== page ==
Other branches of the clan: Cronan, Cronyn, Cronine, Croneen and Croning
Irish Clan Name: Ó Cronín
The name Cronin is derived from the word Cron, meaning saffron coloured. Cronin is the name of a family of Croca Laoidhe in West Cork, originally seated in the neighborhood of Clonakilty, but now numerous throughout the Counties of Cork, Kerry, and Limerick.
In part of the Eoghanacht Genealogies, a poem of Cathan O’Duinnin, written in A.D. 1320, records Cronin, a son of Sealbhach and descendant of the O’Donoghues.
Major movements of people followed Anglo-Norman invasion in 1169. The powerful Norman Lords swept across the country seeking the best land and seizing it. These included the Desmond FitzGeralds and their supporters who targeted the lands of Limerick County. This caused the families of Collins and O’Donovan to forsake their ancient territories in Limerick and seek their fortunes further South in the Carbery area of West Cork, invited there by the O’Mahoneys who at that time were at war with their distant cousins the O’Donoghues.
The final outcome of all these upheavals was that the Collins and O’Donovans moved down to Carbery, the O’Donoghues moved up to Glen Fesk and Killarney, and the O’Learys moved up to Uibh Laoghaire, the area around Inchigeela and Ballingeary, where they have remained ever since. With them came many of their followers including the Cronins, Twomeys, and Lynches who had all been natives of South Carbery.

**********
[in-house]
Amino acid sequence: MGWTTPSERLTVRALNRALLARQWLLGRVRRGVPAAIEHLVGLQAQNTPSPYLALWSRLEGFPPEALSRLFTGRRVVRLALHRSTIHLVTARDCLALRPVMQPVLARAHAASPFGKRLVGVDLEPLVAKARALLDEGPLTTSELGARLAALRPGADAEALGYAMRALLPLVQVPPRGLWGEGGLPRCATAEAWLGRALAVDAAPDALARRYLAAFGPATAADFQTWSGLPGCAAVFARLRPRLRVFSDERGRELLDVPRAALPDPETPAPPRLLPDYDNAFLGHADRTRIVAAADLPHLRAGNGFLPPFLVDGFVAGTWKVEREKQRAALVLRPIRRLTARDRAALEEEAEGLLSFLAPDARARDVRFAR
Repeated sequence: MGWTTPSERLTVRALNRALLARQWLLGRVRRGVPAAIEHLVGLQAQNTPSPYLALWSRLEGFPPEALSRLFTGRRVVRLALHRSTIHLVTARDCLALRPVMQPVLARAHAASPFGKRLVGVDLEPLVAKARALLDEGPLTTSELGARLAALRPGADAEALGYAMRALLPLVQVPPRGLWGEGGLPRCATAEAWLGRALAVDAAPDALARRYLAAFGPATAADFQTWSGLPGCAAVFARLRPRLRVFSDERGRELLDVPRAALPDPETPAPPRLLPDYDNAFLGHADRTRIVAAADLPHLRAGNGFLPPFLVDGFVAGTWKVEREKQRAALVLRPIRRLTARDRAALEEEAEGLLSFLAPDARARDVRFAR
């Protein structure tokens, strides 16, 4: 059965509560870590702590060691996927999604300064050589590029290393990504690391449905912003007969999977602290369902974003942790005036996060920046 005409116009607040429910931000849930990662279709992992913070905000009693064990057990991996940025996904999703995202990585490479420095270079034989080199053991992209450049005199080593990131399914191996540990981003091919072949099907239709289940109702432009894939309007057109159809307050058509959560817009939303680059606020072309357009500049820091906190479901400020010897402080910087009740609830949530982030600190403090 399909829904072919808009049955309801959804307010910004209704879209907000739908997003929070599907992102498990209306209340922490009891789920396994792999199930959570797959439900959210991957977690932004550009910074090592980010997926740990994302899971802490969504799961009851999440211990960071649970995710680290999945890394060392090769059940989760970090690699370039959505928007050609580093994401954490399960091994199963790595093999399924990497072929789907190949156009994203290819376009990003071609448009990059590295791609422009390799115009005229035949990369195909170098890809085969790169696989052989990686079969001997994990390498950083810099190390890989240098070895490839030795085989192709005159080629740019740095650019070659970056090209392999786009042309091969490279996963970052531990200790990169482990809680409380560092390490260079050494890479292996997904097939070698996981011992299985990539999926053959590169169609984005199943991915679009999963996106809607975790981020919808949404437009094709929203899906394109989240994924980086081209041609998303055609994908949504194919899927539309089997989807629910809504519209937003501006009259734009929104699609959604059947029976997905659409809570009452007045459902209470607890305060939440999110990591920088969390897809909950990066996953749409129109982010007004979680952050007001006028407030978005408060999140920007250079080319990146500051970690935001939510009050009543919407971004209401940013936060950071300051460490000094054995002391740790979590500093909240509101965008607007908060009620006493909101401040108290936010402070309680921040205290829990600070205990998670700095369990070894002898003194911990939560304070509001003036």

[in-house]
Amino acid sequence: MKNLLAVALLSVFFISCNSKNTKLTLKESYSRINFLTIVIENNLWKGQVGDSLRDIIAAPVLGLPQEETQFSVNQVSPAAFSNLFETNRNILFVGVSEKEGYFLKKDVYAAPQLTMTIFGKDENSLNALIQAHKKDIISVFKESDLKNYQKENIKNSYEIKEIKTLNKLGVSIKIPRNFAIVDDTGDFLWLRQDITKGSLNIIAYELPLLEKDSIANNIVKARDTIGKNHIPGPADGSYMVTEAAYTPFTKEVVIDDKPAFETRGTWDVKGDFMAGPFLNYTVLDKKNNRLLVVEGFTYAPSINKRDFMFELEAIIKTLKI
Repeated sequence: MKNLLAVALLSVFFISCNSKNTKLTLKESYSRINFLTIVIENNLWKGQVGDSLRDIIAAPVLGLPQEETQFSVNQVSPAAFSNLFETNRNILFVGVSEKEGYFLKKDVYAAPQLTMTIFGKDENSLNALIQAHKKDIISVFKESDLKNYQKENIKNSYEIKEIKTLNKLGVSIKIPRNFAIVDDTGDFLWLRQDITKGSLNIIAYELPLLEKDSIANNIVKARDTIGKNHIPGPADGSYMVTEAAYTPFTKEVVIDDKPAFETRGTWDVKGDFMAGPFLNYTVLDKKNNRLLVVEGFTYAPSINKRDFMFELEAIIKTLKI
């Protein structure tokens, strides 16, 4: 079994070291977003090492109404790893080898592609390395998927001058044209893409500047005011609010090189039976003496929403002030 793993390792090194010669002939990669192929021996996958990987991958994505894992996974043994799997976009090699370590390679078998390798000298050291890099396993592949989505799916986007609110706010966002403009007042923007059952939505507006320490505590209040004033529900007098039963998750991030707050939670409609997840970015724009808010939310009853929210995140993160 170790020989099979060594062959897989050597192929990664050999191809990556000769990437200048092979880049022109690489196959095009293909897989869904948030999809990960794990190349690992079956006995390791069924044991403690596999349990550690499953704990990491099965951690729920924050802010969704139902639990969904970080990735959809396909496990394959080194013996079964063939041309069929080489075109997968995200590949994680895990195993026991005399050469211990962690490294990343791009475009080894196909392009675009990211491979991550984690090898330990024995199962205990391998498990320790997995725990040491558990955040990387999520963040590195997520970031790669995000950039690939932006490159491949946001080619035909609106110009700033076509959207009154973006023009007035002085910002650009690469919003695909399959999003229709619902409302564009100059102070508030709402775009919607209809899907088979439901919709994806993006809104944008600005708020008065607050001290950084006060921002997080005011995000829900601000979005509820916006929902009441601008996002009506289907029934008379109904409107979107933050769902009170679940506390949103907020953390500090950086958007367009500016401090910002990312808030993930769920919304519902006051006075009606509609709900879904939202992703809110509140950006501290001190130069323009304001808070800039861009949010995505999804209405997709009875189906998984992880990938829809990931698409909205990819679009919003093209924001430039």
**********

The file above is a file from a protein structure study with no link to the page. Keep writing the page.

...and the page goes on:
A leading family in O’Cronin served as the stewards of the church at Gougane Barra, near Ballingeary, Co. Cork.
Cronin (with which the prefix O is very seldom retained today) is one of the most numerous surnames, just failing to be included in the list of the hundred commonest. Actually Cronin has the 101st place. The great majority of people so called belong to West Munster, particularly County Cork.
In 1659 it was recorded as a principal name in County Limerick (Barony of Connello) and County Kerry (Barony of Maguniy) as well as in the two baronies of County Cork. Curiously enough in the north and east of the county, not in the west as might be expected, since the family of O’Cronin is one of the Corca Laoidhe located in the western part of County Cork.
Croneen was formerly a common spelling of the name. It is noted in the place-name Ballycroneen in east Cork, which was identified sometimes as Croneen’s town, but is also said to commemorate St. Cronin. In the Census of Ireland, about 1659, O’Cronin is listed among the principal Irish names in the Barony of Orrery and Kilmore in County Cork, similarly the form O’Croyne appears among the principal Irish names in Condon and Clangibbon Barony, also in County Cork.
Variations of the name include Cronan, Cronyn Cronine and Croning but most common in the middle of the eighteenth century was Croneen with more than 50 being returned in the 1766 religious census of Cloyne. In 1890 176 Cronin births were registered of which 102 were in county Cork.
Although the majority of Cronins were Roman Catholic there were a small number of Protestants, in 1709 there was a marriage recorded between one of the Palitinate Protestants and a Cronin woman, and in 1766 there was one Protestant Cronin family returned for the parish of Kildorrery.
Among the more prominent Cronins were J. L. Cronin, a Resident Magistrate during the famine years; and Richard Cronin, Lord Mayor of Cork in 1907. On the other side of the coin the Transportation Database records 47 people of this name as being sentenced to Transportation between 1788 and 1868, most for crimes which seem minor by today’s standards.
The name is found all along the southern portion of the O’Sullivan Beara Greenway, particularly around Kealkil, Ballingeary and Ballyvourney.